The news that Twitter “does not believe in free speech” is not the big news from the latest Project Veritas exposé. Neither is Siru Murugesan’s opinion that Twitter’s employees and leadership are “commie as f***.” And really, it’s not even that this senior engineer admits that Twitter censors the Right and not the Left.
No, it’s that employees can draw salaries at Twitter even if they only work “four hours a week last quarter” and disappear for months on end to prioritize their mental health. Where do I sign up?
Well, at least until an actual capitalist shows up to run the joint, anyway?
Murugesan started working more than four hours a week because “I wanted to get promoted.” He needs more money because inflation eroded his buying power, a nod to actual economics. Inside Twitter, Murugesan explains, no one cares about “OpEx” (operating expenses), which isn’t exactly a sound structure for a company that tells shareholders that they care about profitability.
This may provide a lot more context to the conversations that Twitter founder Jack Dorsey had with Elon Musk in early April. CNBC reported it today based on a new SEC filing from Twitter, which I included in my previous post. But Murugesan’s description of the work environment and the lax expectations of the board provide a powerful argument in support of Dorsey’s alleged position that Twitter could only be fixed by jettisoning the board and going private:
On April 4, Musk reached out to Dorsey about his perspective on Twitter. Dorsey told Musk he personally believes Twitter would be better equipped to focus on execution as a private company, according to the filing. Musk asked if Dorsey would stay on the board even though he had already been set to leave, and Dorsey declined.
Soon after that conversation, the board completed Musk’s background check and his appointment to the board was set to go into effect on April 9. Leading up to that date, Musk and Agrawal continued discussing Twitter’s business and products in anticipation of his new role on the board. But before the appointment came into effect, Musk told Taylor and Agrawal he would no longer be joining the board and would instead make an offer to take Twitter private.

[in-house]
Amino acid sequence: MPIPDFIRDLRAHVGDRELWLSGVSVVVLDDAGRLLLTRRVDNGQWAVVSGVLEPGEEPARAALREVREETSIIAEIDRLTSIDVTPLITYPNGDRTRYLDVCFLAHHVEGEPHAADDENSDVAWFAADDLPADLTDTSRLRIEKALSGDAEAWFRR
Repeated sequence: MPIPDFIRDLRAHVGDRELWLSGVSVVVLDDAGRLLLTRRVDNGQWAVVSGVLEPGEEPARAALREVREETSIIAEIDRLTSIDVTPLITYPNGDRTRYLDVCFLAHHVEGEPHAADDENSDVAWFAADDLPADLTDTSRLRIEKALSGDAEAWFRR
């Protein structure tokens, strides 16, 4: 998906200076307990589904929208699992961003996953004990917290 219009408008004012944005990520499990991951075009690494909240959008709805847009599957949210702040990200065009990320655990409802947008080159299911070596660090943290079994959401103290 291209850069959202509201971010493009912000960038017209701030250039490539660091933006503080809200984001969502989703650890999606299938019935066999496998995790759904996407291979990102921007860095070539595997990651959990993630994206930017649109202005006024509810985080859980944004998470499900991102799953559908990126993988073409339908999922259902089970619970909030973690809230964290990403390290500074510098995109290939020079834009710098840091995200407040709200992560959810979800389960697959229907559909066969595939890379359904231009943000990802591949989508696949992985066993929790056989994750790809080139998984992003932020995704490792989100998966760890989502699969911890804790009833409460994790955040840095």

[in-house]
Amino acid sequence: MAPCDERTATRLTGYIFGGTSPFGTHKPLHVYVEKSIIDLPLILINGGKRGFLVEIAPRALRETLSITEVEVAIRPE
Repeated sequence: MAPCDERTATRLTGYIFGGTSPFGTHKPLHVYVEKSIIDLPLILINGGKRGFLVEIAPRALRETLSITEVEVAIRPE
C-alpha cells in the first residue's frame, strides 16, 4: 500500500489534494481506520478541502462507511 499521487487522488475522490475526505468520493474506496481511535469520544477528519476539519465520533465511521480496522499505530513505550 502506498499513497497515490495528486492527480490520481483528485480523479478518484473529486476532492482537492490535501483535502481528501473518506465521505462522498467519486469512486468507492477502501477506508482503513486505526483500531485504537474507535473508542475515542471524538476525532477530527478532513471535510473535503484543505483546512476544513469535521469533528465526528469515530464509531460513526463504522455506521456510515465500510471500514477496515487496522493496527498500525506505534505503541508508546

That makes it sound as though Dorsey lost control of his creation, and that he knew it. Simply adding Musk to the board wouldn’t change the power dynamic enough to start enforcing financial discipline and a normal work ethic. If Dorsey shared this reality with Musk on April 4th, it’s no wonder that Musk decided to either buy Twitter outright or get the hell out.
There’s lots of fun stuff about commies and partisan bias too, so don’t overlook that:
“Our jobs are at stake; he’s a capitalist and we weren’t really operating as capitalists, more like very socialist,” Murugesan says before adding, “we’re all like commie as f**k.”
Murugesan also pointed to free speech being one of the core issues employees at Twitter have with its new likely owner, Elon Musk.
When asked about the difference between Twitter’s definition of free speech and Musk’s, the Sr. Engineer left no room for interpretation. “Twitter does not believe in free speech,” said Murugesan answering the undercover journalist.
PV doesn’t quote the most on-point of Murugesan’s allegations, though. “It’s true,” Murugesan admits of Twitter censoring conservatives and right-wing populists. “There is bias.” Twitter employees see conservative speech as “bullying and harassment,” and claim that the “commies” at Twitter are sensitive to market demands from the Left to cleanse the platform of such content. As a result, Twitter applies its content standards to the Right and not to the Left, whose business Twitter wants to court more. Murugesan also admits that conservatives are more tolerant of opposing viewpoints, ironically.
Anyway, it looks like the the days of wine and commie-as-f*** roses are over if Musk takes control of Twitter. That may explain why some of the interference on conservative accounts dramatically lessened a couple of weeks ago when the board accepted Musk’s tender offer. Murugesan warns, however, that the commies won’t go down without a fight:
Murugesan also explained how Twitter employees did all they could to “revolt against” Musk’s takeover of the company. “We did all we could to like revolt against it. A lot of employees were revolting against it, but at the end of the day, the board of directors have the say.”
Musk might not be the best answer to this kind of platform manipulation. It does look, though, as though he’d be one significant answer to it.